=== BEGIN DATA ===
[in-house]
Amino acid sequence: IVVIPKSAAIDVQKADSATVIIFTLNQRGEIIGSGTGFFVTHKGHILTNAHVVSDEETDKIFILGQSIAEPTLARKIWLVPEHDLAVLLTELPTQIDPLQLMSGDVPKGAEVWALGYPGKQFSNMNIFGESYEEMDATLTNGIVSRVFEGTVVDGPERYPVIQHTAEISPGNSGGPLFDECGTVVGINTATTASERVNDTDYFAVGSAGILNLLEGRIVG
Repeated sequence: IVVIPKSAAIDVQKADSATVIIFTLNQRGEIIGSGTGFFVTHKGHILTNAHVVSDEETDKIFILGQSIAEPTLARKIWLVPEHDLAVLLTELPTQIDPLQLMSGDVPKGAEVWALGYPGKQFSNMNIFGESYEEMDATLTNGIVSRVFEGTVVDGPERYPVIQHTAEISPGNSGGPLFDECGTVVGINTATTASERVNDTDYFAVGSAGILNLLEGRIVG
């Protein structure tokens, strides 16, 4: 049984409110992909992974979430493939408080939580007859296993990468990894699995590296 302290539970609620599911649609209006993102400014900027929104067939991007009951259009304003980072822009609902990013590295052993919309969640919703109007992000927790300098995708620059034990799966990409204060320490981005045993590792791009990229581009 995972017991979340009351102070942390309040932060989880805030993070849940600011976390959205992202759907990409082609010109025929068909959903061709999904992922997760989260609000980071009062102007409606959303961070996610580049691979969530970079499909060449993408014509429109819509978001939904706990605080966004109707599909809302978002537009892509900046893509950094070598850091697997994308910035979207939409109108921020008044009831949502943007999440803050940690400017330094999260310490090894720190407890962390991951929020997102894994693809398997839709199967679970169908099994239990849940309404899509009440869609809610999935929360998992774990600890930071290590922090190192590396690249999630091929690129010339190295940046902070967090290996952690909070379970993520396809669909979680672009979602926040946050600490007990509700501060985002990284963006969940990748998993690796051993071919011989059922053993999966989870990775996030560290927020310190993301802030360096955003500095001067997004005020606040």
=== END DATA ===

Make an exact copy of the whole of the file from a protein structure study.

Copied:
[in-house]
Amino acid sequence: IVVIPKSAAIDVQKADSATVIIFTLNQRGEIIGSGTGFFVTHKGHILTNAHVVSDEETDKIFILGQSIAEPTLARKIWLVPEHDLAVLLTELPTQIDPLQLMSGDVPKGAEVWALGYPGKQFSNMNIFGESYEEMDATLTNGIVSRVFEGTVVDGPERYPVIQHTAEISPGNSGGPLFDECGTVVGINTATTASERVNDTDYFAVGSAGILNLLEGRIVG
Repeated sequence: IVVIPKSAAIDVQKADSATVIIFTLNQRGEIIGSGTGFFVTHKGHILTNAHVVSDEETDKIFILGQSIAEPTLARKIWLVPEHDLAVLLTELPTQIDPLQLMSGDVPKGAEVWALGYPGKQFSNMNIFGESYEEMDATLTNGIVSRVFEGTVVDGPERYPVIQHTAEISPGNSGGPLFDECGTVVGINTATTASERVNDTDYFAVGSAGILNLLEGRIVG
């Protein structure tokens, strides 16, 4: 049984409110992909992974979430493939408080939580007859296993990468990894699995590296 302290539970609620599911649609209006993102400014900027929104067939991007009951259009304003980072822009609902990013590295052993919309969640919703109007992000927790300098995708620059034990799966990409204060320490981005045993590792791009990229581009 995972017991979340009351102070942390309040932060989880805030993070849940600011976390959205992202759907990409082609010109025929068909959903061709999904992922997760989260609000980071009062102007409606959303961070996610580049691979969530970079499909060449993408014509429109819509978001939904706990605080966004109707599909809302978002537009892509900046893509950094070598850091697997994308910035979207939409109108921020008044009831949502943007999440803050940690400017330094999260310490090894720190407890962390991951929020997102894994693809398997839709199967679970169908099994239990849940309404899509009440869609809610999935929360998992774990600890930071290590922090190192590396690249999630091929690129010339190295940046902070967090290996952690909070379970993520396809669909979680672009979602926040946050600490007990509700501060985002990284963006969940990748998993690796051993071919011989059922053993999966989870990775996030560290927020310190993301802030360096955003500095001067997004005020606040």